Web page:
Monday, May 15, 2017

Healthy Habits: One Couple's Fight for Parents with Disabilities partnered with WNYC’s “Death, Sex & Money” podcast on a new story profiling one couple’s fight to break down legal barriers that threaten parents who have physical disabilities. I thought you might be interested in reading/featuring this piece.

Minnesota-based Nikki Villavicencio – who has arthrogryposis, a condition that immobilizes some of her joints – and her partner Darrell Paulsen – who has cerebral palsy – never thought it would be possible to have children until Nikki became pregnant with their daughter Alley in 2012.

“As a person with a disability and as a woman, I always felt the world didn’t see me as a caretaker,” Nikki says, but rather, “someone who needs to be taken care of.”

From the story:

The idea that women with disabilities shouldn’t reproduce starts early. Many young women with cerebral palsy reported, in a multi-year study by The Cerebral Palsy Foundation, that they didn’t even get basic sex ed in school because it was taught in classes they didn’t participate in, like physical education.

A 2005 study in the Journal of Pediatric and Adolescent Gynecology found that 40 to 50 percent of gynecologists admitted they felt somewhat to completely unprepared to treat adolescents with disabilities.

More than six percent of parents in the U.S. have a disability, but two-thirds of dependency statutes allow courts to decide whether a parent is unfit solely because of a disability. “Even today, 22 years after the passage of the Americans with Disabilities Act, parents with disabilities are the only distinct community of Americans who must struggle to retain custody of their children,” reads a 2012 report issued by the National Council on Disability to Congress.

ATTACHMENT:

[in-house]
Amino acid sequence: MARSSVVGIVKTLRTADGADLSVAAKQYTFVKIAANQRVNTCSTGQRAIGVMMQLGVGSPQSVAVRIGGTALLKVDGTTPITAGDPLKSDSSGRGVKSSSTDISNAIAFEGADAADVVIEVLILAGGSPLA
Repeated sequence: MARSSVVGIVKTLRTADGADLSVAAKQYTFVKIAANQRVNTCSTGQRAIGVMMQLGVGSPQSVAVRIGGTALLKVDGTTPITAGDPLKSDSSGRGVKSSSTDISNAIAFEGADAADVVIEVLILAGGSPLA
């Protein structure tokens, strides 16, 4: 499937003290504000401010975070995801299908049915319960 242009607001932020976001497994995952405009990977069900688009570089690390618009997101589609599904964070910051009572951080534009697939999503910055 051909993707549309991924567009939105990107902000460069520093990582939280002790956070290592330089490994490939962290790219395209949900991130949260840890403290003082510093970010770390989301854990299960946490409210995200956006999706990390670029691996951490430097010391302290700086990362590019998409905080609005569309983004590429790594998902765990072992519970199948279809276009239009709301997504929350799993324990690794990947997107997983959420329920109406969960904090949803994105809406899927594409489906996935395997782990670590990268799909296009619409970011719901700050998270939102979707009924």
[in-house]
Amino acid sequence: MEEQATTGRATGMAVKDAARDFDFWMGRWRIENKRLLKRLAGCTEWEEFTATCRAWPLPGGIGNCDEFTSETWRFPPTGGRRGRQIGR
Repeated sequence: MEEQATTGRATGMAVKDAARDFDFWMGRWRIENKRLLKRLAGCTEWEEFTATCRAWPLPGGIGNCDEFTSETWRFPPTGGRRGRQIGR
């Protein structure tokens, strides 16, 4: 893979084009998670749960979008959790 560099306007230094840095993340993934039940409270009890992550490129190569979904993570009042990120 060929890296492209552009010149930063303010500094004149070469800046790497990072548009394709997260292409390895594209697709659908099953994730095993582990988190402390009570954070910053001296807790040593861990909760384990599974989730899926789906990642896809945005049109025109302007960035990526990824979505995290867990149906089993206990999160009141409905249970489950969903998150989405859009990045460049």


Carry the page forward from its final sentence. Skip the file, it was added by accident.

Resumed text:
To increase protections, Nikki and Darrell proposed legislation, The Parenting With Disabilities bill, to prevent Child Protective Services calls on parents with disabilities by helping parents apply for adaptive parenting equipment, and allowing Personal Care Assistants to assist with minor parenting tasks. It’s the first law of its kind in the U.S.

In February, Nikki and Darrell’s bill passed unanimously through two House committees, and moved on to committees in the Senate. Now, Nikki is planning to run for city council in 2018.

To read more about Nikki and Darrell’s story, and the stories of other parents like them, visit If featuring, please link back to the original piece.

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